Dear Homonymous Fellow Authors... from your namesake, Katherine Roberts
|Katherine Roberts (author of this blog)|
How often do you Google yourself to check how famous you are?
If you have a unique name, no problem. You'll most likely appear on the first page of search results, even if you've only ever written a specialist non-fiction paper on the relative distance of Jupiter's moons from Earth when the planets are aligned once every 30 million years... hooray, instant fame! And easier to find means easier to sell, something you might want to consider when inventing your best-selling pseudonym in our digital age.
Having a common name like mine, on the other hand, can be both a blessing and a curse. If your name is a variation of a more famous author's, you might get lucky... a Jane Rowlings title, for example, will probably be shelved beside the latest Harry Potter in a bricks-and-mortar bookstore. With an online search, however, it will likely be buried beneath a hundred or so pages of JK Rowling's more popular results, and I suspect your publisher would strongly suggest the use of a pseudonym in this case. Also, you'll probably never get hold of the .com for your author website, so choose your 'similar name as a famous author' pseudonym with care!
No doubt because my debut Song Quest was published so long ago (in internet terms) and I grabbed katherineroberts.com early on, Googling myself usually brings up my own books on page one, mixed with photographs of "the most beautiful woman in golf" - an American Katherine Roberts, who writes books about yoga for golfers. Since this golfer KR looks younger, fitter and more beautiful than me, I am not too upset about the photo mix-up, though I imagine she might not be quite so flattered when my author mug-shot pops up in her search. I once had to reassure a young fan that I had not given up writing my fantasy books to write golf books instead, but there isn't usually too much confusion, since I don't write about yoga or golf, and as far as I know the golfer KR has not published fantasy or historical fiction for young readers. Here she is with one of her books.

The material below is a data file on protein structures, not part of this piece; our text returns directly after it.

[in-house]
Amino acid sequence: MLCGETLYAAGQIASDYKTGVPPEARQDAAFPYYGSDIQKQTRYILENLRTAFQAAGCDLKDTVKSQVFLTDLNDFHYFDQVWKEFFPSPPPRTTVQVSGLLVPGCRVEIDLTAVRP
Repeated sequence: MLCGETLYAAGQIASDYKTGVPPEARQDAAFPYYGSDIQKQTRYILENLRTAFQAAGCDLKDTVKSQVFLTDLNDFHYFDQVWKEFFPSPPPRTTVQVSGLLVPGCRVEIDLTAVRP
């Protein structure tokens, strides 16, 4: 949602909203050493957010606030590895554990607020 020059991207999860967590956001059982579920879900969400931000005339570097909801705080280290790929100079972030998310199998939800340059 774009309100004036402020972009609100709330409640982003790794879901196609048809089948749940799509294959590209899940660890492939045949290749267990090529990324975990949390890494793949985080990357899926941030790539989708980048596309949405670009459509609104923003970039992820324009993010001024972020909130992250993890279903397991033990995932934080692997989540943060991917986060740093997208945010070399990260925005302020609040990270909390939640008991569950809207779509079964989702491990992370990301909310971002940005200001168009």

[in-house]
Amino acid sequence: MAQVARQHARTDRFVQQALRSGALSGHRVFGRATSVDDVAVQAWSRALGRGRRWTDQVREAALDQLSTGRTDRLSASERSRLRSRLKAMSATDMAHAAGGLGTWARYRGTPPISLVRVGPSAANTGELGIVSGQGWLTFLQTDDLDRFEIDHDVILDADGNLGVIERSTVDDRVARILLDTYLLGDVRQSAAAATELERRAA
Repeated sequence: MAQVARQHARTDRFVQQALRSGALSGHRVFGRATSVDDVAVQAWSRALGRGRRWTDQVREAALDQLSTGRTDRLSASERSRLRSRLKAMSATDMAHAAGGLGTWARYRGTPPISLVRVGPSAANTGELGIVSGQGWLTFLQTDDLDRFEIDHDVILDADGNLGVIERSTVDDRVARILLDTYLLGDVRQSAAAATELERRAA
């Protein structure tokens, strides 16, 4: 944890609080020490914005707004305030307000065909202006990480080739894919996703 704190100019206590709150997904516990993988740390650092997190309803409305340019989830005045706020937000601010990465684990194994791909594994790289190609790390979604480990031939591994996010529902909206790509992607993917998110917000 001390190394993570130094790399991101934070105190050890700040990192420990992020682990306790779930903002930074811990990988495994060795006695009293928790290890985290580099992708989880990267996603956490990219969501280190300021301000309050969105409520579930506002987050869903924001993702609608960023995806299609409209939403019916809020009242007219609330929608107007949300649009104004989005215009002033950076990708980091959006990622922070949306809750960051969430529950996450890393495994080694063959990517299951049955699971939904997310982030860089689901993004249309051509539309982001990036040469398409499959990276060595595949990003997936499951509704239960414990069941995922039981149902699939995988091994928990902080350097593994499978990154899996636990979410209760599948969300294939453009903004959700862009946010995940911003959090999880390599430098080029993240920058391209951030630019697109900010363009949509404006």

Katherine Roberts, "most beautiful woman in golf".
|Yoga for Golfers by Katherine Roberts|
I didn't find anyone else currently publishing under exactly the same spelling of my name, but Google knows best and often suggests alternatives if it thinks you've made a typo in your search. There are several variations of my name I've considered using myself, such as Katie Roberts (younger fiction, maybe?) or Kathy Roberts (romance?), so I occasionally check these out. Weirdly, though, the first variation Google came up with for me was Katee Robert - New York Times bestselling author of dark fantasy and romance.
Being a fan of dark fantasy myself, I was immediately drawn to her website and impressive list of bestsellers, some of which are now on my to-be-read list!
|'Sacrifice' by Katee Robert|
Next, I found Kate Roberts (1891-1985), a well-known Welsh language novelist and the only dead author in my search. Interesting to note that I am a quarter Welsh myself... did some of her Welsh spirit sneak into my own fiction, maybe? If you are interested in her life, there is now a Kate Roberts Heritage Centre in Rhosgadfan.
|Kate Roberts Heritage Centre|
|One Bright Morning by Kate Roberts|
After Kate, Google suggested Kathryn Roberts, a Californian who writes cowboy romances and lives my dream life on a ranch in California... a real life wild west cowgirl! Yet more books on my to-be-read list.
|Kathryn Roberts' website|
And finally (sticking with the 'K' spelling, because 'C' takes us down a whole different rabbit hole) there's Kathy Roberts, a lawyer who has written fantasy for older readers as well as children's books for a younger age group.
|Adventures with Freddy by Kathy Roberts|
I've very much enjoyed meeting some of my homonymous fellow authors here. If you've got a similar name to mine and I've missed you out, my apologies and please feel free to say hello in the comments :-)
The author of this blog writes fantasy and historical fiction for readers age 9 to adult. Her debut novel Song Quest won the UK's inaugural Branford Boase Award in 2000. She does not play golf or speak Welsh, but she has been known to write dark fantasy for older readers. An early vampire story 'Rubies' appears in her short fiction collection Mythic and Magical (part of the Ampersand Tales series), available as ebook or paperback.
|Mythic and Magical|
(Short story collection by Katherine Roberts)
See more at katherineroberts.com
Good to know I have a unicorn brand, Peter :-)